French village in uproar over Royal D-Day 'snub'

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French village in uproar over Royal D-Day 'snub'
Princes Charles will not be visiting Merville, much to the anger of residents in the French village. Photo: AFP

UPDATED: A French village is up in arms after learning Prince Charles will not, as they had initially been led to believe, be visiting for next month's 70th anniversary commemorations of the D-Day landings. Prince Charles' office however denied any visit had been planned.


British Union Jack flags had been bought and local children had spent weeks learning the words to "God Save the Queen" in anticipation of a visit by the heir to the British throne. But all that excitement has been replaced by anger and sadness, as it appears Prince Charles wil not be heading to the village of Merville after all.

Local residents had been expecting Charles, who is also Colonel-in-Chief of Britain's legendary Parachute Regiment, to attend a ceremony in Merville on June 5th but the visit was dropped from his finalised programme, which was announced last week. A spokeswoman for the Prince has however denied that he has snubbed Merville insisting the visit was never formally part of the programme.

Merville mayor Olivier Paz is so outraged by the perceived snub that he plans to travel to London on Wednesday to personally deliver a plea letter to Charles at his official residence, Clarence House.

"The people of Merville are very upset. We had been preparing for the visit for weeks," Paz told The Local on Tuesday. "We thought he was going to come so our expectations were high and then to be let down at the last minute. There was so much enthusiasm, people had been preparing their British flags. That's why everyone is so upset.

"We have never had a visit from a member of the Royal Family and this may be the last chance as there may be no veterans left by the time of the 75th anniversary comes around," Paz said.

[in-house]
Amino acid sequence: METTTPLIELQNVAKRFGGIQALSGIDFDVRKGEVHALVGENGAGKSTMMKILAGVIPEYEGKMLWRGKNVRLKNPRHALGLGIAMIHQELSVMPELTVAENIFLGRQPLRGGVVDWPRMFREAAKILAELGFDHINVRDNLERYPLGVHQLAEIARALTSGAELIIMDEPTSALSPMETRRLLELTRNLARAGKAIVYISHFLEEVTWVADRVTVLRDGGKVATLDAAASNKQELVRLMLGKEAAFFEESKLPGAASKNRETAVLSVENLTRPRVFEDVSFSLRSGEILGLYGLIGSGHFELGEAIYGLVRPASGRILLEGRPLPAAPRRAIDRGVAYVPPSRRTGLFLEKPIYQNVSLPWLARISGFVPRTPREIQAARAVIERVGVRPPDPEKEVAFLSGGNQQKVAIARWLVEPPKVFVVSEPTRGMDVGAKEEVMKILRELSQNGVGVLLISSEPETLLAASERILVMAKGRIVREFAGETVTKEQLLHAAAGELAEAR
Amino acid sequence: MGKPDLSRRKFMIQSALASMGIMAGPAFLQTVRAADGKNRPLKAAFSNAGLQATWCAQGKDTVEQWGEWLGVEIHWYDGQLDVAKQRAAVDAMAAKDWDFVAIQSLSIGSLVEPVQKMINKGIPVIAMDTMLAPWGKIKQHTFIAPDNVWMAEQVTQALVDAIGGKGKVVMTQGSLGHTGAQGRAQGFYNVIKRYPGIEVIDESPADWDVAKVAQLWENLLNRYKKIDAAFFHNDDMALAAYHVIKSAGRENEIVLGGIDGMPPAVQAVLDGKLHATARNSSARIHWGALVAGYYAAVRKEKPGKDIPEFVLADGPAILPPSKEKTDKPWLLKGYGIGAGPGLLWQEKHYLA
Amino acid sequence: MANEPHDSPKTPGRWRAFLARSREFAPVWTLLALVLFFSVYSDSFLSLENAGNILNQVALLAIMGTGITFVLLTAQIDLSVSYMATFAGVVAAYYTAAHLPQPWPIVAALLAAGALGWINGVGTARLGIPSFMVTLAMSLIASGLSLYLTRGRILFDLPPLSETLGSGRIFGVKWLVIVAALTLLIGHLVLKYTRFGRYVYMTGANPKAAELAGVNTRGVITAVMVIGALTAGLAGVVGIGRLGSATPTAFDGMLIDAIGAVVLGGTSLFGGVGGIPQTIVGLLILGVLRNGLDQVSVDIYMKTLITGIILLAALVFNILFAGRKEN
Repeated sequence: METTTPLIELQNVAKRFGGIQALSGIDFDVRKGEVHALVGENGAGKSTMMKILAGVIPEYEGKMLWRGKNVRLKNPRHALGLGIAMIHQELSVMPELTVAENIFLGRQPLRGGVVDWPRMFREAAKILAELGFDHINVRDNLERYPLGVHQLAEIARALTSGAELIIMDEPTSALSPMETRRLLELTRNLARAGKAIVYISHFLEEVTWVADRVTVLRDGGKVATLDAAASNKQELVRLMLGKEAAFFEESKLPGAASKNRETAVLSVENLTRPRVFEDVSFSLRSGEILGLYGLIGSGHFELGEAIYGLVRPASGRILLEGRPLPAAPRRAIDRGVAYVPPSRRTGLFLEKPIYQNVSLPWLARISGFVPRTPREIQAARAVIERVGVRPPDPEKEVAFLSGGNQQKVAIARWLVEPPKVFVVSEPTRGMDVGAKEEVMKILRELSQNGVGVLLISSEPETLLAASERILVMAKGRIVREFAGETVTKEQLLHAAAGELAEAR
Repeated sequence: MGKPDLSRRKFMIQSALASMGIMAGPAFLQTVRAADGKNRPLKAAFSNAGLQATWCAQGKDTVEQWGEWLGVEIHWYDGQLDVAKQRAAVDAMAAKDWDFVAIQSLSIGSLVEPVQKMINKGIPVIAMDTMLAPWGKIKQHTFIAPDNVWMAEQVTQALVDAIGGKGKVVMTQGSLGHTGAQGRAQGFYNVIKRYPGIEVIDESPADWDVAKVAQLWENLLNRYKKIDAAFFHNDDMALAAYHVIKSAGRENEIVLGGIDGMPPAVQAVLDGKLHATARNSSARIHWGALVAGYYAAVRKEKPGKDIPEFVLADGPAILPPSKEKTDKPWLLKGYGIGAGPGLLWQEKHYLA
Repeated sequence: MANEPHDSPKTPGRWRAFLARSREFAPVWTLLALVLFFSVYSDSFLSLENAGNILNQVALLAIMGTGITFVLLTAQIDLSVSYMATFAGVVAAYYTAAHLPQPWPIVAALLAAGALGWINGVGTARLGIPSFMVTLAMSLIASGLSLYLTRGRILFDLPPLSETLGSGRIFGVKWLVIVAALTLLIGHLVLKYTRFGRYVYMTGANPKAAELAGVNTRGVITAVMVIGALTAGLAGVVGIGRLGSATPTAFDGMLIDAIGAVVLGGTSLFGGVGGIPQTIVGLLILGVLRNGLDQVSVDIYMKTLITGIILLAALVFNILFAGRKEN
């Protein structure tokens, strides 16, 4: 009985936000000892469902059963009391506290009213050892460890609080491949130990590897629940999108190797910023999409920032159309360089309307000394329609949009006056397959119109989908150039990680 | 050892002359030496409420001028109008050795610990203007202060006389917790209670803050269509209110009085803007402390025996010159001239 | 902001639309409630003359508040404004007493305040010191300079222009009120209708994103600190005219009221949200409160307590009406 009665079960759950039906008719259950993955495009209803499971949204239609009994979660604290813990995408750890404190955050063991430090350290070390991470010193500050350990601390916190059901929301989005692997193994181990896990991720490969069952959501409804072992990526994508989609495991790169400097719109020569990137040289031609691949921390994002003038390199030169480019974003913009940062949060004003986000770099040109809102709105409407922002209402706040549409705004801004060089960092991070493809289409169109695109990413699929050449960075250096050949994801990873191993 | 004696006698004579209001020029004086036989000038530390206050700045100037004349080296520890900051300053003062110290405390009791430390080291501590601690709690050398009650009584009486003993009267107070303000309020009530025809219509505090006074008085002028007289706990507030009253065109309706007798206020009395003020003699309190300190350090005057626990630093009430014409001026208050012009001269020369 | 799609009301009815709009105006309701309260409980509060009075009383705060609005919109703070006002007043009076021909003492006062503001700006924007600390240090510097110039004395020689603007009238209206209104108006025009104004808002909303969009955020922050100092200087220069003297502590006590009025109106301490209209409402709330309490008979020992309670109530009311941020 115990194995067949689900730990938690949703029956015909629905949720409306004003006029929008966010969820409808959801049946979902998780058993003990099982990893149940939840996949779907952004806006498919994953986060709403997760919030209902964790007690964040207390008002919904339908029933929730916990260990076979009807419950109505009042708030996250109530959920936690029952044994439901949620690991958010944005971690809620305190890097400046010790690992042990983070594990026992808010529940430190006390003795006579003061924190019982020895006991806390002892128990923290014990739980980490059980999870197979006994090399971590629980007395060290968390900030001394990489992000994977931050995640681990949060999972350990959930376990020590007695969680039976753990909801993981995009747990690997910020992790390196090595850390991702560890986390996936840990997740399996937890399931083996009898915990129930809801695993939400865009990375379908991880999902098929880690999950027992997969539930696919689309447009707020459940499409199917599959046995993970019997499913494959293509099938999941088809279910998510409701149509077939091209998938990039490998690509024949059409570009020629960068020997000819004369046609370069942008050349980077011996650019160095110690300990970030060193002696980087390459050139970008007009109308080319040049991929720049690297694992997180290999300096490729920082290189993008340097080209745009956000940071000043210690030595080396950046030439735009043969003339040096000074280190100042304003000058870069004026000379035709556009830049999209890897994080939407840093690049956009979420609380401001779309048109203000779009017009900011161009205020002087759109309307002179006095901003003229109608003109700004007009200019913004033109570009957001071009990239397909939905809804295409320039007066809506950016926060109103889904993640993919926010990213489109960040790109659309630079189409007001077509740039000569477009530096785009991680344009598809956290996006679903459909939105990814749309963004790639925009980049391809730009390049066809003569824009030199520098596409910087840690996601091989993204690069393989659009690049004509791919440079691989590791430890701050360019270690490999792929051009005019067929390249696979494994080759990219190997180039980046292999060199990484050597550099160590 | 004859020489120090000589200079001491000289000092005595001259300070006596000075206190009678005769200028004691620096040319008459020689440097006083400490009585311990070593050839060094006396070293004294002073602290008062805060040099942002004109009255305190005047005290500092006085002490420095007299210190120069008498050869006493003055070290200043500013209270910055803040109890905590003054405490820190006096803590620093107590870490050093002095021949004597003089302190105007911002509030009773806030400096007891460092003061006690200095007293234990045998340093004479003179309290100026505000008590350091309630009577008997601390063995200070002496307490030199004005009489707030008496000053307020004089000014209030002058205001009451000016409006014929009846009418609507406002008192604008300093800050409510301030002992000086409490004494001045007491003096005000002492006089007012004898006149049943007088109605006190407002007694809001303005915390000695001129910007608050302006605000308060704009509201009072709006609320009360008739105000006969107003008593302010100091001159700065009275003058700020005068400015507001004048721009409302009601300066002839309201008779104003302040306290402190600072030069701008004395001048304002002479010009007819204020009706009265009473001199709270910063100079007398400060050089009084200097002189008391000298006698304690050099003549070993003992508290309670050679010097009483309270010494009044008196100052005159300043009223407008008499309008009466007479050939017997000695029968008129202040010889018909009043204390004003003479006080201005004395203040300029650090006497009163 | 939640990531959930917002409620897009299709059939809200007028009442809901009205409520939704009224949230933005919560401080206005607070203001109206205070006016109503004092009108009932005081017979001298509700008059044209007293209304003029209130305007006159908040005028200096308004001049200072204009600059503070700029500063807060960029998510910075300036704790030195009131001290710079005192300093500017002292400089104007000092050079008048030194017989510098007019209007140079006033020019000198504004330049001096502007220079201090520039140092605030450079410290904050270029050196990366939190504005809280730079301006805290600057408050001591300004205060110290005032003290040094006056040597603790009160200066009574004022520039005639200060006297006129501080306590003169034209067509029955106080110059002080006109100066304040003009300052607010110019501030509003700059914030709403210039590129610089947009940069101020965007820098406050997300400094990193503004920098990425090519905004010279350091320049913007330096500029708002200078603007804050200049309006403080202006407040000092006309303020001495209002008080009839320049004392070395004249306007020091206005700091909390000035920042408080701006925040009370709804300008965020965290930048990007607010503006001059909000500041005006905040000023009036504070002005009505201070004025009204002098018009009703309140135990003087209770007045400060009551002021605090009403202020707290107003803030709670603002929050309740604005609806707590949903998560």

Paz's letter, which has been signed by 1,000 people, expresses the dismay felt in a village which features on the Parachute Regiment's 'Battle Honours' - the list of battlesites emblazoned on the regiment's colours.

(The town of Merville where Prince Charles had been due to visit)

It notes that Charles will visit a number of other battlesites in the area but not Merville, leaving it as the only Battle Honour site of the regiment not to have been visited by its Colonel-in-Chief.

"As a result, the last survivors of the ninth battalion, those who distinguished themselves on D-Day with their selflessness and pugnacity, will never have the honour of a visit by their Colonel-in-Chief," Paz writes in the letter.

"We cannot believe it and we want to inform you of our distress and great sadness."

Merville was targeted on D-Day because it was the site of major German gun battery. The British paras succeeded in putting it out of action, but at a huge cost.

"Out of 700 men only 75 emerged alive after the assault," Paz said.

"I have seen hundreds of people weeping at ceremonies there. When you see the handful of veterans put down their walking sticks to march in front of the casemate, it gets you right in the stomach.

"I really regret that Prince Charles will not be able to see it as it's something that moves you to the core."

The mayor issued a plea to the future king to  change his plans.

"Obviously he's the Prince, he can do whatever he wants but he should come to Merville. We are so close to the British, we love them here. We've done so much and that's why we are sad," Paz told The Local. 

A spokeswoman for the Prince's office at Clarence House insisted: "(The visit) was never formally on the programme.

However, the spokeswoman pointed out that one of the events Prince Charles was hosting was a lunch at Ranville, to which all the Normandy regiment veterans were invited.

"This includes those who fought at the Merville battery," she said. "All the local mayors have been invited, and that includes the mayor of Merville."

The prince's spokeswoman said that any petition would be received but said he was currently in Canada. She added that the palace viewed any correspondence as private.


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